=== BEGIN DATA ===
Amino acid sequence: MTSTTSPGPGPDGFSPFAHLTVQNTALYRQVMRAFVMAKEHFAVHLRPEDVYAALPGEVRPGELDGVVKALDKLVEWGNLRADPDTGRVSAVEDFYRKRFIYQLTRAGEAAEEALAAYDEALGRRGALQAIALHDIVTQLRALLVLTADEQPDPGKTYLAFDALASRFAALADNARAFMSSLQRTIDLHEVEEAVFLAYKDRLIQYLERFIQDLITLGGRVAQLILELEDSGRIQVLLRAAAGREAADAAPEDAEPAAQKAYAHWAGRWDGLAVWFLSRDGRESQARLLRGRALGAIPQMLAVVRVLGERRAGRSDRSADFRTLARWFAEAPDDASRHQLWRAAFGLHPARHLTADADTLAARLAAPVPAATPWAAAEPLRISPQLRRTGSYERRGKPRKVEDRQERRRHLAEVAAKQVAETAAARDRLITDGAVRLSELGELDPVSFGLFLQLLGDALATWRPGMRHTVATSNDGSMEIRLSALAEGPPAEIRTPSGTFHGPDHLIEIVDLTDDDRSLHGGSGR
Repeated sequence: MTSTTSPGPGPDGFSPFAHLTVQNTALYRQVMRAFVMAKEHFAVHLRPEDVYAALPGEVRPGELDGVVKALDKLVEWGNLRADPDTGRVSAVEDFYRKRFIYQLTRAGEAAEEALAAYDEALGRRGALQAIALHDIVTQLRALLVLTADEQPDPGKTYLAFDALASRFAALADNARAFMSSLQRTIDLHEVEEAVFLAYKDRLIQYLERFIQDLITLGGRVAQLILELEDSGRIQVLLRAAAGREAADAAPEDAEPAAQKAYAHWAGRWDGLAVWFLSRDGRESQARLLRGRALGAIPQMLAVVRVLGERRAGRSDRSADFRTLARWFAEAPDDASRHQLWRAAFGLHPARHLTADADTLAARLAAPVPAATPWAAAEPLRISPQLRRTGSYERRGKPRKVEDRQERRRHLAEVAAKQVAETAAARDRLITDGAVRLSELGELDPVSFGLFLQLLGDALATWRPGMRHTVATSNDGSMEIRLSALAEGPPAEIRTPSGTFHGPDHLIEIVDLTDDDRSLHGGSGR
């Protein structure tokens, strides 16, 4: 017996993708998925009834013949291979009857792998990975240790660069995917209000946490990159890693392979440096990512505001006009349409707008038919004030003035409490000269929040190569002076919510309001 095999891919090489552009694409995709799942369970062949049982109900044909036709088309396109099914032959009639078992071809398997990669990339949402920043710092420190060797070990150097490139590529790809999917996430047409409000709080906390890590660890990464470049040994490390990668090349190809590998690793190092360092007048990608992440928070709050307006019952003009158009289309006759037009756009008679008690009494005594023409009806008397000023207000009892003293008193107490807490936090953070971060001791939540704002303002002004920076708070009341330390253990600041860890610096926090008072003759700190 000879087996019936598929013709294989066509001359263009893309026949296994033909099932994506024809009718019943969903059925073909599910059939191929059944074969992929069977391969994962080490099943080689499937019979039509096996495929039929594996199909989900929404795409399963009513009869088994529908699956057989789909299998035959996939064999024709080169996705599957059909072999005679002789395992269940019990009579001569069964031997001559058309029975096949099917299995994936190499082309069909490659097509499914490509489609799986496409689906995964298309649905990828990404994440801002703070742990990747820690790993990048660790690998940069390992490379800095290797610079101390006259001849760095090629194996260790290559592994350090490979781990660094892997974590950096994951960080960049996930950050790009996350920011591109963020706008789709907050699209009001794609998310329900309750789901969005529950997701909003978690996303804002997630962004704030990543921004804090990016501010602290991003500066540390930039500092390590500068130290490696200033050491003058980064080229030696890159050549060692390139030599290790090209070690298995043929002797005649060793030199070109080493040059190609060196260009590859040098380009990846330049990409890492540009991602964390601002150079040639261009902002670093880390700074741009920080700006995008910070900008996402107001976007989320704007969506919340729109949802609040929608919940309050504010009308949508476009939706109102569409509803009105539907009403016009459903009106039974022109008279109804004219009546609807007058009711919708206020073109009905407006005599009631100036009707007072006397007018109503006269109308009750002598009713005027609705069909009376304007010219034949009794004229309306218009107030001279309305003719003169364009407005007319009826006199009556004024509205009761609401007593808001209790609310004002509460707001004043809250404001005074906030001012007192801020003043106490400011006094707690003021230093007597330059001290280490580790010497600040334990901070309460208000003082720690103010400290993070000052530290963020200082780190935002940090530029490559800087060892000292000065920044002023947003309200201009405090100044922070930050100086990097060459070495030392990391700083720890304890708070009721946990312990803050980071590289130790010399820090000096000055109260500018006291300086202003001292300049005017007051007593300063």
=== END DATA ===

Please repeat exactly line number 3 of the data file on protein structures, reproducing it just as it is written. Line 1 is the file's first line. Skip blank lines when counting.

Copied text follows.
């Protein structure tokens, strides 16, 4: 017996993708998925009834013949291979009857792998990975240790660069995917209000946490990159890693392979440096990512505001006009349409707008038919004030003035409490000269929040190569002076919510309001 095999891919090489552009694409995709799942369970062949049982109900044909036709088309396109099914032959009639078992071809398997990669990339949402920043710092420190060797070990150097490139590529790809999917996430047409409000709080906390890590660890990464470049040994490390990668090349190809590998690793190092360092007048990608992440928070709050307006019952003009158009289309006759037009756009008679008690009494005594023409009806008397000023207000009892003293008193107490807490936090953070971060001791939540704002303002002004920076708070009341330390253990600041860890610096926090008072003759700190 000879087996019936598929013709294989066509001359263009893309026949296994033909099932994506024809009718019943969903059925073909599910059939191929059944074969992929069977391969994962080490099943080689499937019979039509096996495929039929594996199909989900929404795409399963009513009869088994529908699956057989789909299998035959996939064999024709080169996705599957059909072999005679002789395992269940019990009579001569069964031997001559058309029975096949099917299995994936190499082309069909490659097509499914490509489609799986496409689906995964298309649905990828990404994440801002703070742990990747820690790993990048660790690998940069390992490379800095290797610079101390006259001849760095090629194996260790290559592994350090490979781990660094892997974590950096994951960080960049996930950050790009996350920011591109963020706008789709907050699209009001794609998310329900309750789901969005529950997701909003978690996303804002997630962004704030990543921004804090990016501010602290991003500066540390930039500092390590500068130290490696200033050491003058980064080229030696890159050549060692390139030599290790090209070690298995043929002797005649060793030199070109080493040059190609060196260009590859040098380009990846330049990409890492540009991602964390601002150079040639261009902002670093880390700074741009920080700006995008910070900008996402107001976007989320704007969506919340729109949802609040929608919940309050504010009308949508476009939706109102569409509803009105539907009403016009459903009106039974022109008279109804004219009546609807007058009711919708206020073109009905407006005599009631100036009707007072006397007018109503006269109308009750002598009713005027609705069909009376304007010219034949009794004229309306218009107030001279309305003719003169364009407005007319009826006199009556004024509205009761609401007593808001209790609310004002509460707001004043809250404001005074906030001012007192801020003043106490400011006094707690003021230093007597330059001290280490580790010497600040334990901070309460208000003082720690103010400290993070000052530290963020200082780190935002940090530029490559800087060892000292000065920044002023947003309200201009405090100044922070930050100086990097060459070495030392990391700083720890304890708070009721946990312990803050980071590289130790010399820090000096000055109260500018006291300086202003001292300049005017007051007593300063």